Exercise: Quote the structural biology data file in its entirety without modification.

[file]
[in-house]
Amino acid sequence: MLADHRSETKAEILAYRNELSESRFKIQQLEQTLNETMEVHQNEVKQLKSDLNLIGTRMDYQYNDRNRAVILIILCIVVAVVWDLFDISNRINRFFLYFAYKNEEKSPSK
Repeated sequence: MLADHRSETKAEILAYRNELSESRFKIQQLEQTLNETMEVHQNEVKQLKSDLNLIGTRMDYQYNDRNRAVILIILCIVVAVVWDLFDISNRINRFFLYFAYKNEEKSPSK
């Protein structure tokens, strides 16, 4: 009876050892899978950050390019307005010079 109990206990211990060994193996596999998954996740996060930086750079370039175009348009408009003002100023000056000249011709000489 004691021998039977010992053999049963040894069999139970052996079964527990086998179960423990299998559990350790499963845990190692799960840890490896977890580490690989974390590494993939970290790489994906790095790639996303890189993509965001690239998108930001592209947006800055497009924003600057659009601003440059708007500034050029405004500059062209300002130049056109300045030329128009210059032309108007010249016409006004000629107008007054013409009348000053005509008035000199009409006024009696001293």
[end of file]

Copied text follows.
[in-house]
Amino acid sequence: MLADHRSETKAEILAYRNELSESRFKIQQLEQTLNETMEVHQNEVKQLKSDLNLIGTRMDYQYNDRNRAVILIILCIVVAVVWDLFDISNRINRFFLYFAYKNEEKSPSK
Repeated sequence: MLADHRSETKAEILAYRNELSESRFKIQQLEQTLNETMEVHQNEVKQLKSDLNLIGTRMDYQYNDRNRAVILIILCIVVAVVWDLFDISNRINRFFLYFAYKNEEKSPSK
């Protein structure tokens, strides 16, 4: 009876050892899978950050390019307005010079 109990206990211990060994193996596999998954996740996060930086750079370039175009348009408009003002100023000056000249011709000489 004691021998039977010992053999049963040894069999139970052996079964527990086998179960423990299998559990350790499963845990190692799960840890490896977890580490690989974390590494993939970290790489994906790095790639996303890189993509965001690239998108930001592209947006800055497009924003600057659009601003440059708007500034050029405004500059062209300002130049056109300045030329128009210059032309108007010249016409006004000629107008007054013409009348000053005509008035000199009409006024009696001293």